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Journal of Ocean University of China

, Volume 19, Issue 1, pp 151–160 | Cite as

Comparison Between Early and Late 21stC Phytoplankton Biomass and Dimethylsulfide Flux in the Subantarctic Southern Ocean

  • Bo QuEmail author
  • Albert J. Gabric
  • Limei Jiang
  • Chunyue Li
Article
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Abstract

Time-series of chlorophyll-a (CHL), a proxy for phytoplankton biomass, and various satellite-derived climate indicators are compared in a region of the Subantarctic Southern Ocean (40°−60°S, 110°−140°E) for years 2012−2014. CHL reached a minimum in winter (June) and a maximum in late summer (early February). Zonal mean CHL decreased towards the south. Mean sea surface temperature (SST) ranged between 8℃ and 15℃ and peaked in late February. CHL and SST were positively correlated from March to June, negatively correlated from July to September. CHL and wind speed (WIND) were negatively correlated with peak WIND occurred in winter. Wind direction (WIRD) was mostly in the southwest to westerly direction. The Antarctic Oscillation index (AAO) and CHL were negatively correlated (R = −0.58), indicating that as synoptic wind systems move southwards, CHL increases, and conversely when wind systems move northwards, CHL decreases. A genetic algorithm is used to calibrate the biogeochemical DMS model’s key parameters. Under 4 × CO2 (after year 2100) Regional mean SST increases 12%−17%, WIND increases 1.2 m s−1, Cloud Cover increases 4.8% and mixed layer depth (MLD) decreases 48m. The annual CHL increases 6.3%. The annual mean DMS flux increase 25.2%, increases 37% from day 1 to day 280 and decrease 3% from day 288 to day 360. The general increase of DMS flux under 4 × CO2 conditions indicates the Subantarctic regional climate would be affected by changes in the DMS flux, with the potential for a cooling effect in the austral summer and autumn.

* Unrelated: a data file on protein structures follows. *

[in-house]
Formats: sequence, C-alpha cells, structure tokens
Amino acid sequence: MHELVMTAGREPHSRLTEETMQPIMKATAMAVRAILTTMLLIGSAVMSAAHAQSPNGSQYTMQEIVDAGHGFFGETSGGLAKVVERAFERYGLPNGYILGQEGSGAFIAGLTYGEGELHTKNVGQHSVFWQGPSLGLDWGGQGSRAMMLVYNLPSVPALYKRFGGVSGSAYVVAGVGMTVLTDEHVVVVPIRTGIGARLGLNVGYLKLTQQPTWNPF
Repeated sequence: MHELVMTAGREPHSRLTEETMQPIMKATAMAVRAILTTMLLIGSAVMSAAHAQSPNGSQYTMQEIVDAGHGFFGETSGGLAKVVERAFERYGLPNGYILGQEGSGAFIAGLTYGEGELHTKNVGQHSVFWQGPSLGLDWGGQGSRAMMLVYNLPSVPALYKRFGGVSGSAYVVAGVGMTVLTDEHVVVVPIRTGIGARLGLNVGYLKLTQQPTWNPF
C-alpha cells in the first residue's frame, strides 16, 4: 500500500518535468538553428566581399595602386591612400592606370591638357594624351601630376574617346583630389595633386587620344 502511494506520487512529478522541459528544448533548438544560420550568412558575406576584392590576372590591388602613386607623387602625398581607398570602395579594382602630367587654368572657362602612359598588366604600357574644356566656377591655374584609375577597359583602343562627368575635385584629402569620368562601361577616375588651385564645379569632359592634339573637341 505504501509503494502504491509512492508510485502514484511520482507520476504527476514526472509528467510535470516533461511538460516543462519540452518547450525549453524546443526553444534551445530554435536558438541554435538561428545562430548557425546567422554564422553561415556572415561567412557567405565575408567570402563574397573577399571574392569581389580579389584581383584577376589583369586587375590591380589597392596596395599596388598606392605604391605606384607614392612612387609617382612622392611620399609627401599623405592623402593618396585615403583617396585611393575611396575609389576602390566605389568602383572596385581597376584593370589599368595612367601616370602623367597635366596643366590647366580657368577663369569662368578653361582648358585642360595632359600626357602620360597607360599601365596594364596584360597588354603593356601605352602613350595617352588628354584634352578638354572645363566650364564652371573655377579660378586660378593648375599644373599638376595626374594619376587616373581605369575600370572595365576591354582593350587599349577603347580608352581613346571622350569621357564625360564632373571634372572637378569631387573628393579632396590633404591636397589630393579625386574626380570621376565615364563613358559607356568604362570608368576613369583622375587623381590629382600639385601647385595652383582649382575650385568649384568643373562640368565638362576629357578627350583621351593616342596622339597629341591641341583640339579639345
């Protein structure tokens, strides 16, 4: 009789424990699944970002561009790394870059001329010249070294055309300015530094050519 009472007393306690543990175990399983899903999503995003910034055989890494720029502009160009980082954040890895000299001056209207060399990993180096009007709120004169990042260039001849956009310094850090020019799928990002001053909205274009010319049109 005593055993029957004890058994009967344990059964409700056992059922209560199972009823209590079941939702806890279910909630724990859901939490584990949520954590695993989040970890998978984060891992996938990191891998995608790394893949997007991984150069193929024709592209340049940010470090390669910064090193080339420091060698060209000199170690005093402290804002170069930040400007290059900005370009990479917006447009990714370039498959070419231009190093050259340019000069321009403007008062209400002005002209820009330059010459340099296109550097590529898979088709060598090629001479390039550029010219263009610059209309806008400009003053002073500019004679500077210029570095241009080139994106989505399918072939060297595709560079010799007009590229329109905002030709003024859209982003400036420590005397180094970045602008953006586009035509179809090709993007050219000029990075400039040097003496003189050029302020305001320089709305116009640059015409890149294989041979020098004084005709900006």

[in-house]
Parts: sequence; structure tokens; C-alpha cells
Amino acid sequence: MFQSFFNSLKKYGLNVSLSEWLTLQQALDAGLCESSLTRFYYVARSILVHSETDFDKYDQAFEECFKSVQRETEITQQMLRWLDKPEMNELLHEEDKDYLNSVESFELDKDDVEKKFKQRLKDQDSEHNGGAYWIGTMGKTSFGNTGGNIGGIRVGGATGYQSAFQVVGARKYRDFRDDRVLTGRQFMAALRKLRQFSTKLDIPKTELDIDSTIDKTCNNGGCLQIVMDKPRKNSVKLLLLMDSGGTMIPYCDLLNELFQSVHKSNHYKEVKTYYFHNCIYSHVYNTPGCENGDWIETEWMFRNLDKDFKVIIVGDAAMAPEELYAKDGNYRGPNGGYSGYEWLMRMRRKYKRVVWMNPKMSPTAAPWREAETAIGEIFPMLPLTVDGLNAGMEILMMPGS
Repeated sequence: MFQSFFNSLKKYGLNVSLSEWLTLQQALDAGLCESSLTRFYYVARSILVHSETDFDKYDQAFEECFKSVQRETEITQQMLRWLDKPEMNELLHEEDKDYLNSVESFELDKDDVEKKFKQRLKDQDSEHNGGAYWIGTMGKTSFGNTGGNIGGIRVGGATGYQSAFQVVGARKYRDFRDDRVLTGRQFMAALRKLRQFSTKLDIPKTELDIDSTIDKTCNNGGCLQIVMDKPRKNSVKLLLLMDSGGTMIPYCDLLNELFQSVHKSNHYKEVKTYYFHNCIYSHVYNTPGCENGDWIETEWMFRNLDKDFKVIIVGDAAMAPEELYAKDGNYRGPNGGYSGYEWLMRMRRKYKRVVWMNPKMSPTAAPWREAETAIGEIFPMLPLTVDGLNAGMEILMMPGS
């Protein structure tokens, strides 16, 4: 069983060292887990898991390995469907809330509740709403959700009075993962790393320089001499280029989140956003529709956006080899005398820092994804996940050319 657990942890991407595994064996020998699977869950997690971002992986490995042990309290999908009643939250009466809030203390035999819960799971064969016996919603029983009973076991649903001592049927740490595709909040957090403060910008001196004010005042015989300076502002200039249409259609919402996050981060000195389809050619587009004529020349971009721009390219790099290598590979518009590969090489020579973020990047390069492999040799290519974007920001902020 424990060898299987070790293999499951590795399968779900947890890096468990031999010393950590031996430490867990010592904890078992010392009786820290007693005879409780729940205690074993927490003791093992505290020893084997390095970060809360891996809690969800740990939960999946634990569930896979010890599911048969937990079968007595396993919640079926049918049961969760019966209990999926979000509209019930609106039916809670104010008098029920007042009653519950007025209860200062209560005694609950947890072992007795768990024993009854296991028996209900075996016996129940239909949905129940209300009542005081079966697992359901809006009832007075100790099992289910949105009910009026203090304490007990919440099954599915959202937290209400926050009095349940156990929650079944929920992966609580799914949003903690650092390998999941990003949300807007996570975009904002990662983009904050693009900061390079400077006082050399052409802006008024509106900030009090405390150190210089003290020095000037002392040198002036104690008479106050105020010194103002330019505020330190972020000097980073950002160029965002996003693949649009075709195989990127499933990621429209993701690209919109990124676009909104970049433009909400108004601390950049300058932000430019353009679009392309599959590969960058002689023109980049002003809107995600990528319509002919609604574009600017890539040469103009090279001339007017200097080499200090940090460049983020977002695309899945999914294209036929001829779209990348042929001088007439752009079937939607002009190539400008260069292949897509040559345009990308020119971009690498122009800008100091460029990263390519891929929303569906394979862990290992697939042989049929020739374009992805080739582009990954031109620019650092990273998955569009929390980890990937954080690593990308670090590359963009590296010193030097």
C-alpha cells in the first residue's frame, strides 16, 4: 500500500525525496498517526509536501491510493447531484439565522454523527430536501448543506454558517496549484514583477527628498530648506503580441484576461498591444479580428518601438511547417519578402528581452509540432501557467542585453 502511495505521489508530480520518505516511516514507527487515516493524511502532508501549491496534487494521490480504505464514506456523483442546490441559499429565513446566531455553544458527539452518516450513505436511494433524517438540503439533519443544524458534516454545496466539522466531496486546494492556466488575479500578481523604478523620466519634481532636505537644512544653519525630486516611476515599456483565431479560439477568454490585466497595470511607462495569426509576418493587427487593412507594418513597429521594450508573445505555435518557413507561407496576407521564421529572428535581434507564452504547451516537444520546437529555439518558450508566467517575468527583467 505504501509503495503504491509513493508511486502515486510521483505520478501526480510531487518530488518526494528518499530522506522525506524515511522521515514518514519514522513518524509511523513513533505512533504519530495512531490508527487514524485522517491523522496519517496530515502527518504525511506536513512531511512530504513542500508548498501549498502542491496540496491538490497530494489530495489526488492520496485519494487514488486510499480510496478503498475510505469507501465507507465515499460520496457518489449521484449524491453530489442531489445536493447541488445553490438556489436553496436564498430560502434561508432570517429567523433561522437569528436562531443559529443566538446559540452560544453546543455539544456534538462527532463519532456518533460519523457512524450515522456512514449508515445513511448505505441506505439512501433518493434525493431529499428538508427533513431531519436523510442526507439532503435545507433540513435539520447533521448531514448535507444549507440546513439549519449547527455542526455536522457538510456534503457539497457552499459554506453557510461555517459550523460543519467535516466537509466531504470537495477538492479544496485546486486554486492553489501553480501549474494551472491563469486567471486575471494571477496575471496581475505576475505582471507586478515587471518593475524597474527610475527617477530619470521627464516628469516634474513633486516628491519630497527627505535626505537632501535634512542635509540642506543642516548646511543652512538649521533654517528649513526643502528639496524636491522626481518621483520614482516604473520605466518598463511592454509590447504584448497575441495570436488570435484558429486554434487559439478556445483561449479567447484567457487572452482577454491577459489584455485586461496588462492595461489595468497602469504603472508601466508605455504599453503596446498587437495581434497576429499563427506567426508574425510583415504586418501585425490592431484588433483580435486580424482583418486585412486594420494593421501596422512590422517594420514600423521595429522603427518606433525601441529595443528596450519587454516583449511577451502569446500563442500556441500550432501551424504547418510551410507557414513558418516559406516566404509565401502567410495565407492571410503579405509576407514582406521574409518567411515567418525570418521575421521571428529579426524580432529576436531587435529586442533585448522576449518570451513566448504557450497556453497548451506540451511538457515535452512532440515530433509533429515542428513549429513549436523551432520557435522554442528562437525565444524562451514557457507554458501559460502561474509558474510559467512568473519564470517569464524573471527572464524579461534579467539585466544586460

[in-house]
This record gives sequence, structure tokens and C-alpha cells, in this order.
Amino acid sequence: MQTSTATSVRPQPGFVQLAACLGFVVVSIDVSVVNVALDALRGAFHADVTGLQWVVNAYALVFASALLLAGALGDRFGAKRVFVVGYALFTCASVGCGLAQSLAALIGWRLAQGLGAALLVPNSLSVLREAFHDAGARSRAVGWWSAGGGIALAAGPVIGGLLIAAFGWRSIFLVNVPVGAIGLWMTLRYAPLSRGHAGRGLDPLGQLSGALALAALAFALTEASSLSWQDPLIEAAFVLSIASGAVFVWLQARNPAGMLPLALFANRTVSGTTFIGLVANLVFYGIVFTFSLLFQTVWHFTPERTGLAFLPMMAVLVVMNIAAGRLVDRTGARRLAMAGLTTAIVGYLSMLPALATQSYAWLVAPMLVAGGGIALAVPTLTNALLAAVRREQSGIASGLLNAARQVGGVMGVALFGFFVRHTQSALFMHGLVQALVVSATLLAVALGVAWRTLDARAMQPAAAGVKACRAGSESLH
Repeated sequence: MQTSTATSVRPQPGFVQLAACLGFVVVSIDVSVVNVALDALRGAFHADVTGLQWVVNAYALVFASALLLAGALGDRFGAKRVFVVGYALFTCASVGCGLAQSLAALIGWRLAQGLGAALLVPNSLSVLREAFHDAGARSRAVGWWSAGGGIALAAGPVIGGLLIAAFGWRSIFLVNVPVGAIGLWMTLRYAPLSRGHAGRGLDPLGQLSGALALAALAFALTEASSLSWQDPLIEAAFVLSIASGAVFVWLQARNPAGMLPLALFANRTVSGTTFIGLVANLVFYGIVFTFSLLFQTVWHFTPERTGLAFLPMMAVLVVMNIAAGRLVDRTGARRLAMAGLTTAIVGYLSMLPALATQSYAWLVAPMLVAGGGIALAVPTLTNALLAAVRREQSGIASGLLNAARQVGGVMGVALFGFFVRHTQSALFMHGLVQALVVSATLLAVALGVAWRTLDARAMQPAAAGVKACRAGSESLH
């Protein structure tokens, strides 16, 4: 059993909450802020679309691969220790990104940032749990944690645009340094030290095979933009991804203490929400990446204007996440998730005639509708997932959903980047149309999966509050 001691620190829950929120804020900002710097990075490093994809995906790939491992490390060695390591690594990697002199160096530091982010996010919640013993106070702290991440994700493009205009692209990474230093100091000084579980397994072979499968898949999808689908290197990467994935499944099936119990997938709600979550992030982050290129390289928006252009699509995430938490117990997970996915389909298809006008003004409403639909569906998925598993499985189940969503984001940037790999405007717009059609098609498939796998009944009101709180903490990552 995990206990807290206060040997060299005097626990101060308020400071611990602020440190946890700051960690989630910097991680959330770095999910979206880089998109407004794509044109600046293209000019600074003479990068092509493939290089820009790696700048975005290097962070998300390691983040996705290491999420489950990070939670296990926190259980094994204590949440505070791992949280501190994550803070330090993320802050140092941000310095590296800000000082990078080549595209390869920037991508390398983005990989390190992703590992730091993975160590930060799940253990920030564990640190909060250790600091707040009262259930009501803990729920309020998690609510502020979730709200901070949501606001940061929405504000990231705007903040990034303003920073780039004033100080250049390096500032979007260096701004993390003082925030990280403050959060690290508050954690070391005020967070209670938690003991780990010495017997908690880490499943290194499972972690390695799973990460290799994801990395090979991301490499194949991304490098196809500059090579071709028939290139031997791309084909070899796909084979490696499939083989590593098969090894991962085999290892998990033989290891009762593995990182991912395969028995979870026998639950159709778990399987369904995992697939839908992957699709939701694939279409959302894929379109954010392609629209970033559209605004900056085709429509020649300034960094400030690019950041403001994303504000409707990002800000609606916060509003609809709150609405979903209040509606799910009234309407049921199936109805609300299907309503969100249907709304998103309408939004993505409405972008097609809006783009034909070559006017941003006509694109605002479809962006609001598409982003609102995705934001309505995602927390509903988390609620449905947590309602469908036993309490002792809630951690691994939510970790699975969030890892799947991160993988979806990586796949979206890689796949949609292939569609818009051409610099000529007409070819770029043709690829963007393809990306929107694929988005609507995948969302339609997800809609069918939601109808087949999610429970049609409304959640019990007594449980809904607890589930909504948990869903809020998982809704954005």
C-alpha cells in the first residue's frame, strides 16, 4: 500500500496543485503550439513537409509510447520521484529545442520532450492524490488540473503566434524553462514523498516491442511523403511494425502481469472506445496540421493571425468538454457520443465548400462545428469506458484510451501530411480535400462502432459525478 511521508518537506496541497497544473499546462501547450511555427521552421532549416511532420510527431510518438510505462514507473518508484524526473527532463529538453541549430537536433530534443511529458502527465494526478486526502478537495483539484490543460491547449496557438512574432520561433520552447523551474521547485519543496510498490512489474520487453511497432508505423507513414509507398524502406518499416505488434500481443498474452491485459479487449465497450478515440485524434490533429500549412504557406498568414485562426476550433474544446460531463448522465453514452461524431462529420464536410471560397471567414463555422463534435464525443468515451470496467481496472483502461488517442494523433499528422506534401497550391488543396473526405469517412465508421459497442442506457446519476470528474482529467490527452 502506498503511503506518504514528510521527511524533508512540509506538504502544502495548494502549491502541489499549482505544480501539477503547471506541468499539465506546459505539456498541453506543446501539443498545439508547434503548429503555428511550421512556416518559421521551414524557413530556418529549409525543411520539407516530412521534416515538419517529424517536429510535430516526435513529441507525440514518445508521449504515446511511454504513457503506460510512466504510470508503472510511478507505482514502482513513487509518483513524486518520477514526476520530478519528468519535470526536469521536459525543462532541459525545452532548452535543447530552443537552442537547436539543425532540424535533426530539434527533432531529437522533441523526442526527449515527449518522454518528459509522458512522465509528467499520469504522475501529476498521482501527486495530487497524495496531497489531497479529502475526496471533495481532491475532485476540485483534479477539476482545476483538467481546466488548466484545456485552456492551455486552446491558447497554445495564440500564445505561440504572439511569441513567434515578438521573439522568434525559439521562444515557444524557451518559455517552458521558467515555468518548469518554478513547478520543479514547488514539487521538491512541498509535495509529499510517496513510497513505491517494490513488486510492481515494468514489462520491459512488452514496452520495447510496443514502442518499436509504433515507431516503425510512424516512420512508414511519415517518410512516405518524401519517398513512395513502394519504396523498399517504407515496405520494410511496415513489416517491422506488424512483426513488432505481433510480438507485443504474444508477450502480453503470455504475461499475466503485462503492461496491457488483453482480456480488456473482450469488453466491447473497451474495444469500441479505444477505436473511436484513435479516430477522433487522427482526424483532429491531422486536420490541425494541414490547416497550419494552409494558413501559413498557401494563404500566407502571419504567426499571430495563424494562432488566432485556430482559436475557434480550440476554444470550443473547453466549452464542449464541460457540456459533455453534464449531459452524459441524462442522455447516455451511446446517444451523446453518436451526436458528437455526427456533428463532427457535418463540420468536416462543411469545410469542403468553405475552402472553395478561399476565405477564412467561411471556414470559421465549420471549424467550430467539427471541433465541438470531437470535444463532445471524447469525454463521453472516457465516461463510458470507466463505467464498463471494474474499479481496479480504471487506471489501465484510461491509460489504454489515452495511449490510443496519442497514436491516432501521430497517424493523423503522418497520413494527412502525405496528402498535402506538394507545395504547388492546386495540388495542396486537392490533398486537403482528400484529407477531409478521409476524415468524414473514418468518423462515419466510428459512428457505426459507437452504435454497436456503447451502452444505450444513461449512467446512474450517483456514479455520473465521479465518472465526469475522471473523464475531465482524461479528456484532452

Key words

wind speed phytoplankton dimethylsulfide flux climate change subantarctic Southern Ocean 

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Notes

Acknowledgements

We gratefully acknowledge the NASA Ocean Biology Processing Group and Goddard Space Flight Center of SeaWiFS Project Group for providing MODIS CHL data (Aqua, Level 3, 4-km, 8-day, mapped) data, and the NASA Web SeaDAS development group for providing Ocean Colour SeaDAS Software for regional CHL data and image retrieval. Acknowledgement should also go to NOAA NCEP EMC CMB GLOBAL Reyn-SmithOIv2 for providing sea-ice concentration data. We thank the Naval Research Laboratory Remote Sensing Division, the Naval Center for Space Technology, and the National Polar-Orbiting Operational Environmental Satellite System (NPOESS) Integrated Program Office (IPO) for providing the WindSat Polarimetric Radiometer global satellite- based WIND, WIRD, SST, as well as the MATLAB programming for retrieving the regional data. Thanks to Dr. Xiaofan Duan and Dr. Yangyang Li for their AAO and SST data retrieving and calculations. Finally, we gratefully acknowledge the National Natural Science Foundation of China (Nos. 41276097 and 11701298) for providing research funding for this project.

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Copyright information

© Ocean University of China, Science Press and Springer-Verlag GmbH Germany 2020

Authors and Affiliations

  • Bo Qu
    • 1
    Email author
  • Albert J. Gabric
    • 2
  • Limei Jiang
    • 3
  • Chunyue Li
    • 4
  1. 1.School of ScienceNantong UniversityNantongChina
  2. 2.School of Environment and ScienceGriffith UniversityNathanAustralia
  3. 3.Nantong Chong Chuan SchoolNantongChina
  4. 4.Marketing, Thermo Fisher ScientificShanghaiChina

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